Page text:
an interactive sound installation for Qld Biennial Festival of Music 2003
Devised by Linsey Pollak
by – Linsey Pollak, Steve Langton, David Murphy, Steve Weis and Mik Moore.
In the magical forest, a musical fantasy emerges.
Throughout the ten days of the festival, all day and into the night, strange sounds and wacky and wonderful instruments ‘grow’ in the Rainforest Walk and Rainforest Lawn at South Bank. In this enchanted musical playground, Queensland families experience a free, hands-on sound installation created by Australia’s leading instrument makers, sculptors and lighting designers. It’s an interactive musical playground, and a chance for all Queenslanders to create their own music deep in the heart of the forest.
1. Bamboo Boing Pipes (made by Mik Moore)
Boing pipes are tuned percussive resonant tubes that use a floating cap made from a plastic hemisphere as the struck surface that excites the air column. First designed by Jon Madin, they sound a bit like a thongaphone, but because beaters are used rather than thongs, it is possible to play faster rhythmic patterns. This installation features five separate instruments each with the same pentatonic tuning.
2. Railing Bentas (made by Linsey Pollak)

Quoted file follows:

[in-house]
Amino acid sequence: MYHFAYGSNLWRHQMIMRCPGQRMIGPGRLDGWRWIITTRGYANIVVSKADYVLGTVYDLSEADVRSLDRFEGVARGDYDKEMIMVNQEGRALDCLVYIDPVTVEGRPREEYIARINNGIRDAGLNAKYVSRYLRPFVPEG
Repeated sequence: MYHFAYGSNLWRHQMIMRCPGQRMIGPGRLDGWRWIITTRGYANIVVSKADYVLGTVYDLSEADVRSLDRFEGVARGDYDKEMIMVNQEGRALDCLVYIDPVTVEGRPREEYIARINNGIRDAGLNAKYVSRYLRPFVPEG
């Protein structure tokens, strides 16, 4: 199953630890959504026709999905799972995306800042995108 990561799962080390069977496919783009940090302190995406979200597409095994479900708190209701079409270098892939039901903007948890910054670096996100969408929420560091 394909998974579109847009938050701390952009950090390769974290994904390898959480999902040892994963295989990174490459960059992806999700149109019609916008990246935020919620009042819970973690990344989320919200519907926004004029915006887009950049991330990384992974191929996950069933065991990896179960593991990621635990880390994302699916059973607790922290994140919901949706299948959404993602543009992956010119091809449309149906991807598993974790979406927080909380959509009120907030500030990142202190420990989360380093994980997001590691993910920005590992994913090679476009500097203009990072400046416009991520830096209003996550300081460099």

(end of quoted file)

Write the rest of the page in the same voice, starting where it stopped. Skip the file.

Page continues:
The Benta is an African-Derived glissed idiochord zither from Eastern Jamaica. It is a single string instrument (monochord) made from a long length of bamboo and played by 2 people. One person plays the instrument percussively with small beaters while the other controls the pitch by sliding a gourd along the string (made from the bamboo fibres). These are very similar but use a metal string on a timber body and are just perfect for placing on a walkway railing.
3. Shochord Jam Boxes (made by Linsey Pollak)
This simple instrument can provide hours of fun. It allows people to jam together by each plucking a different length of elastic cord. You control the pitch by the amount you pull the cord, so that with a small amount of practice you can play melodies or basslines or just come up with some damn funky rhythms.
4. Mini Boings (made by Linsey Pollak)
These are like the bamboo boings already mentioned, but the tubes are smaller and made from aluminium.
5. “Vox Bambusa” (made by Linsey Pollak)
Sing into the bamboo tube and your voice is electronically manipulated. Your own voice determines the pitch of the note but the tonal quality of the sound that comes back to you through another bamboo tube is totally different.
6. Water Chimes (made by Steve Langton)
These water chimes are made from aluminium tubes which change pitch when moved up and down in the water depending on how deep they hang in the water.
7. Midi Marimba (made by Linsey Pollak)
This instrument is a digital tuned percussion instrument. It is setup like a xylophone or marimba with 12 notes but the sounds are produced by a digital sound module that responds to striking the individual pads on the railing.
8. Pole Harp (made by Linsey Pollak)
The Pole Harp is made from a Hoop pine pole with steel strings running along its length. It is a giant version of a traditional harp from Madagascar which is much smaller and made from bamboo.
9. “Lily Pads” (made by Linsey Pollak)